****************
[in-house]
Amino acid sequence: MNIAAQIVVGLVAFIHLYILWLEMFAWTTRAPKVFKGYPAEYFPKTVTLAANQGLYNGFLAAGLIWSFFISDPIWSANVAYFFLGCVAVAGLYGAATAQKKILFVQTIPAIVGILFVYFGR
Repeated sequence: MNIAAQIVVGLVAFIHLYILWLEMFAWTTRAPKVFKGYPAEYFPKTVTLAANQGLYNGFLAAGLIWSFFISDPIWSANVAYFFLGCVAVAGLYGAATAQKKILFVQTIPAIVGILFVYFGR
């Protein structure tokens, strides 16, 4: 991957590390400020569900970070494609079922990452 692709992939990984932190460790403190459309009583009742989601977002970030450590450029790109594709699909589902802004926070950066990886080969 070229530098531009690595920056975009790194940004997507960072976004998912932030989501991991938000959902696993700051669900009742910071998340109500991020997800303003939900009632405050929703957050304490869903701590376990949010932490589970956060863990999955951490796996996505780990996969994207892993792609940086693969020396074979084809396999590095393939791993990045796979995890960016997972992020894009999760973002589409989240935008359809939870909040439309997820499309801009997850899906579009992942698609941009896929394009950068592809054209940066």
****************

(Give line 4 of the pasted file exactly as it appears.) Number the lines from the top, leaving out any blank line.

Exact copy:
């Protein structure tokens, strides 16, 4: 991957590390400020569900970070494609079922990452 692709992939990984932190460790403190459309009583009742989601977002970030450590450029790109594709699909589902802004926070950066990886080969 070229530098531009690595920056975009790194940004997507960072976004998912932030989501991991938000959902696993700051669900009742910071998340109500991020997800303003939900009632405050929703957050304490869903701590376990949010932490589970956060863990999955951490796996996505780990996969994207892993792609940086693969020396074979084809396999590095393939791993990045796979995890960016997972992020894009999760973002589409989240935008359809939870909040439309997820499309801009997850899906579009992942698609941009896929394009950068592809054209940066």